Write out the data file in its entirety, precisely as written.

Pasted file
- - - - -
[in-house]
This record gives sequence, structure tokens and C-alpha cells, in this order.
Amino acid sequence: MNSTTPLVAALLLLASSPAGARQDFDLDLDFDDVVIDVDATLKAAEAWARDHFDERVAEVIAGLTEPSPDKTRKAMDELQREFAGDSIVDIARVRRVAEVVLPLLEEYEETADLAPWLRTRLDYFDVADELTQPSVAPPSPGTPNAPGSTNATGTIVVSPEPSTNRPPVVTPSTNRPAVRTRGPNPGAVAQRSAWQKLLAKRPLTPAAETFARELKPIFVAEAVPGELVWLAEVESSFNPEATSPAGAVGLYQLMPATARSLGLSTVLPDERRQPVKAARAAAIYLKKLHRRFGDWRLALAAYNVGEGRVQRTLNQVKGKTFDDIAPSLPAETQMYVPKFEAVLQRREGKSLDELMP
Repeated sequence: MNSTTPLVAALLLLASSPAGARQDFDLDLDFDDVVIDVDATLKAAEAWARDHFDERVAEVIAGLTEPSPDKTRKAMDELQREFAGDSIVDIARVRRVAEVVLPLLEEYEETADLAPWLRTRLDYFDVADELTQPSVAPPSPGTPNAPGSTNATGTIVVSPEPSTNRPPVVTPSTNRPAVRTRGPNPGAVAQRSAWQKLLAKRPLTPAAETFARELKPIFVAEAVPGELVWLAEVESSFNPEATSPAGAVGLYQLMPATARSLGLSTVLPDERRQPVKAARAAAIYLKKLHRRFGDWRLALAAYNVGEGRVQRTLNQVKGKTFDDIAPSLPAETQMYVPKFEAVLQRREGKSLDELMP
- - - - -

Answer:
[in-house]
This record gives sequence, structure tokens and C-alpha cells, in this order.
Amino acid sequence: MNSTTPLVAALLLLASSPAGARQDFDLDLDFDDVVIDVDATLKAAEAWARDHFDERVAEVIAGLTEPSPDKTRKAMDELQREFAGDSIVDIARVRRVAEVVLPLLEEYEETADLAPWLRTRLDYFDVADELTQPSVAPPSPGTPNAPGSTNATGTIVVSPEPSTNRPPVVTPSTNRPAVRTRGPNPGAVAQRSAWQKLLAKRPLTPAAETFARELKPIFVAEAVPGELVWLAEVESSFNPEATSPAGAVGLYQLMPATARSLGLSTVLPDERRQPVKAARAAAIYLKKLHRRFGDWRLALAAYNVGEGRVQRTLNQVKGKTFDDIAPSLPAETQMYVPKFEAVLQRREGKSLDELMP
Repeated sequence: MNSTTPLVAALLLLASSPAGARQDFDLDLDFDDVVIDVDATLKAAEAWARDHFDERVAEVIAGLTEPSPDKTRKAMDELQREFAGDSIVDIARVRRVAEVVLPLLEEYEETADLAPWLRTRLDYFDVADELTQPSVAPPSPGTPNAPGSTNATGTIVVSPEPSTNRPPVVTPSTNRPAVRTRGPNPGAVAQRSAWQKLLAKRPLTPAAETFARELKPIFVAEAVPGELVWLAEVESSFNPEATSPAGAVGLYQLMPATARSLGLSTVLPDERRQPVKAARAAAIYLKKLHRRFGDWRLALAAYNVGEGRVQRTLNQVKGKTFDDIAPSLPAETQMYVPKFEAVLQRREGKSLDELMP